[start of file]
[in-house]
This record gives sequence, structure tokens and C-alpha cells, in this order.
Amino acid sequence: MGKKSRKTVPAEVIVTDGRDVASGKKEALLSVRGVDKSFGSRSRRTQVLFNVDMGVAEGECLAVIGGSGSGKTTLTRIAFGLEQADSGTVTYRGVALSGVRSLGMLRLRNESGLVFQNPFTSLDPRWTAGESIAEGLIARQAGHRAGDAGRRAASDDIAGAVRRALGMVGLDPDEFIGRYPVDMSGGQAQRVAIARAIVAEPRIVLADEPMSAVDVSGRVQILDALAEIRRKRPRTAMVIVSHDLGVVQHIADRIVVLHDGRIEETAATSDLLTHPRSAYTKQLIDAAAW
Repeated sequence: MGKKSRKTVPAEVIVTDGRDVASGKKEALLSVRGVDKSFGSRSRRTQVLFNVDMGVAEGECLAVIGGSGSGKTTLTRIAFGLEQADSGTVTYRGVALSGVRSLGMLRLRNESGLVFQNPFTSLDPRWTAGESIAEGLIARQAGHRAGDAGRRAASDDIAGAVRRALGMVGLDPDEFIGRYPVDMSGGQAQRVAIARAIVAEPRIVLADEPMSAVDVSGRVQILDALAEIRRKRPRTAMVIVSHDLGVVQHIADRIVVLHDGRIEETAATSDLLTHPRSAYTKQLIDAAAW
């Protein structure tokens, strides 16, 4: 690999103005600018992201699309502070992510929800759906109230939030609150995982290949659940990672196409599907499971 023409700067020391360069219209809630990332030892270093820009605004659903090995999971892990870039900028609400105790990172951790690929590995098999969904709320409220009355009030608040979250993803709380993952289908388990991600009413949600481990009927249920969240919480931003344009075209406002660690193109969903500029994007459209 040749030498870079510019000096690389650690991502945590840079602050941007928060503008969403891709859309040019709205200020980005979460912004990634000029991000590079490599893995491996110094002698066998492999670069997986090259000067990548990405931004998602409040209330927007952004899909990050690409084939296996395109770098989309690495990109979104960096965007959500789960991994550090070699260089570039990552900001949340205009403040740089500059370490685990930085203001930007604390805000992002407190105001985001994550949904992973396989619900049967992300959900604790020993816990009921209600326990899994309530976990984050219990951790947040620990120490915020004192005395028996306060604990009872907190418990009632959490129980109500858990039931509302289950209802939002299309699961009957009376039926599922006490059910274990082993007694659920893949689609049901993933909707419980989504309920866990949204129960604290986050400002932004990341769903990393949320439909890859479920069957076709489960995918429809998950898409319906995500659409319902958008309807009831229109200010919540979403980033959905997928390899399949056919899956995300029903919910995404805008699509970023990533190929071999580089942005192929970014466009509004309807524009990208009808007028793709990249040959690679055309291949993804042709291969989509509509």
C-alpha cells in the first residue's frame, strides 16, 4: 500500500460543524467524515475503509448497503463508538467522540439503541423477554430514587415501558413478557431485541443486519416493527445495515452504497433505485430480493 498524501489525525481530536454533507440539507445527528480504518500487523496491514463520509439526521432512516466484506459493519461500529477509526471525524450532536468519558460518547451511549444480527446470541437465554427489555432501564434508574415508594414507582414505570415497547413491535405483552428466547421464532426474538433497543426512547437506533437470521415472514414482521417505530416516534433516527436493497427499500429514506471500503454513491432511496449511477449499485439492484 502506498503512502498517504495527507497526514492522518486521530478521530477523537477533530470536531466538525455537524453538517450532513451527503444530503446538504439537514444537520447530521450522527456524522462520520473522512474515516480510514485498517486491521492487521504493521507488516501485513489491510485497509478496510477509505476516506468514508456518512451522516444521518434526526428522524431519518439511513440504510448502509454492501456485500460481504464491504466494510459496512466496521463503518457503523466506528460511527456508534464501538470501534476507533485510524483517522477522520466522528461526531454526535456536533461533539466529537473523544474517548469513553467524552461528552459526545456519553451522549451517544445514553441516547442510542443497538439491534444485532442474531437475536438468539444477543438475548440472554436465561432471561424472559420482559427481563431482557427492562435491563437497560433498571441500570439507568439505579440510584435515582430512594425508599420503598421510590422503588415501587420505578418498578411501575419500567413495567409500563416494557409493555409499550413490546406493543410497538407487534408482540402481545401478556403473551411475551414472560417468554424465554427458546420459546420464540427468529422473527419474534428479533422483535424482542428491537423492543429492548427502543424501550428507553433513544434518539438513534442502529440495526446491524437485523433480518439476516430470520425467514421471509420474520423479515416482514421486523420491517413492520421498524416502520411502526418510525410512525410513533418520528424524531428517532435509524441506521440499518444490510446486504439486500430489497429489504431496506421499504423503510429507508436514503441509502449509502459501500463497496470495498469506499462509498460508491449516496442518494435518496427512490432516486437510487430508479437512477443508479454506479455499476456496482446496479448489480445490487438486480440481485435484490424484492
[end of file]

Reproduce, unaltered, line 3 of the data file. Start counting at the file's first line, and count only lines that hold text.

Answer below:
Amino acid sequence: MGKKSRKTVPAEVIVTDGRDVASGKKEALLSVRGVDKSFGSRSRRTQVLFNVDMGVAEGECLAVIGGSGSGKTTLTRIAFGLEQADSGTVTYRGVALSGVRSLGMLRLRNESGLVFQNPFTSLDPRWTAGESIAEGLIARQAGHRAGDAGRRAASDDIAGAVRRALGMVGLDPDEFIGRYPVDMSGGQAQRVAIARAIVAEPRIVLADEPMSAVDVSGRVQILDALAEIRRKRPRTAMVIVSHDLGVVQHIADRIVVLHDGRIEETAATSDLLTHPRSAYTKQLIDAAAW